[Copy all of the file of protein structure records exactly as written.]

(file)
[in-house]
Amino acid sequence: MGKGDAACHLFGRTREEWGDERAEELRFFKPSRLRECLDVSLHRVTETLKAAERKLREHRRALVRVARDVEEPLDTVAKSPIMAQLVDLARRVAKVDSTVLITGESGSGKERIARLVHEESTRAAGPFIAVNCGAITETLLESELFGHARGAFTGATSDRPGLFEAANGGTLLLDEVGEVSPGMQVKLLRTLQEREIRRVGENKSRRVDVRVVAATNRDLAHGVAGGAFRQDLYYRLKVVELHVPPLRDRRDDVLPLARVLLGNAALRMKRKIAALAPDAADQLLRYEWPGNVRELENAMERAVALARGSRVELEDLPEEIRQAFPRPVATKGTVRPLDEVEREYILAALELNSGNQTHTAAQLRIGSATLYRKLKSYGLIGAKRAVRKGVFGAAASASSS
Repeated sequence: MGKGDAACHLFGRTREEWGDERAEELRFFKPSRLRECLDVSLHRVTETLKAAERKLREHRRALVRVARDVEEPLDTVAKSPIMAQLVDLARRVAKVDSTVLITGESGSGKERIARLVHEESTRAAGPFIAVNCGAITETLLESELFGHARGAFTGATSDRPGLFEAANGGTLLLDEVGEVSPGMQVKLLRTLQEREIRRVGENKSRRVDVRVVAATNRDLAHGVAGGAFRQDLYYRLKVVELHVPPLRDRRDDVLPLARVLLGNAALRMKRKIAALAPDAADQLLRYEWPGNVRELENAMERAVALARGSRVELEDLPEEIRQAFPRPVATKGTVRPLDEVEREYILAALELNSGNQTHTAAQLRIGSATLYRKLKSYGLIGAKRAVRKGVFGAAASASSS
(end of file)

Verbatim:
[in-house]
Amino acid sequence: MGKGDAACHLFGRTREEWGDERAEELRFFKPSRLRECLDVSLHRVTETLKAAERKLREHRRALVRVARDVEEPLDTVAKSPIMAQLVDLARRVAKVDSTVLITGESGSGKERIARLVHEESTRAAGPFIAVNCGAITETLLESELFGHARGAFTGATSDRPGLFEAANGGTLLLDEVGEVSPGMQVKLLRTLQEREIRRVGENKSRRVDVRVVAATNRDLAHGVAGGAFRQDLYYRLKVVELHVPPLRDRRDDVLPLARVLLGNAALRMKRKIAALAPDAADQLLRYEWPGNVRELENAMERAVALARGSRVELEDLPEEIRQAFPRPVATKGTVRPLDEVEREYILAALELNSGNQTHTAAQLRIGSATLYRKLKSYGLIGAKRAVRKGVFGAAASASSS
Repeated sequence: MGKGDAACHLFGRTREEWGDERAEELRFFKPSRLRECLDVSLHRVTETLKAAERKLREHRRALVRVARDVEEPLDTVAKSPIMAQLVDLARRVAKVDSTVLITGESGSGKERIARLVHEESTRAAGPFIAVNCGAITETLLESELFGHARGAFTGATSDRPGLFEAANGGTLLLDEVGEVSPGMQVKLLRTLQEREIRRVGENKSRRVDVRVVAATNRDLAHGVAGGAFRQDLYYRLKVVELHVPPLRDRRDDVLPLARVLLGNAALRMKRKIAALAPDAADQLLRYEWPGNVRELENAMERAVALARGSRVELEDLPEEIRQAFPRPVATKGTVRPLDEVEREYILAALELNSGNQTHTAAQLRIGSATLYRKLKSYGLIGAKRAVRKGVFGAAASASSS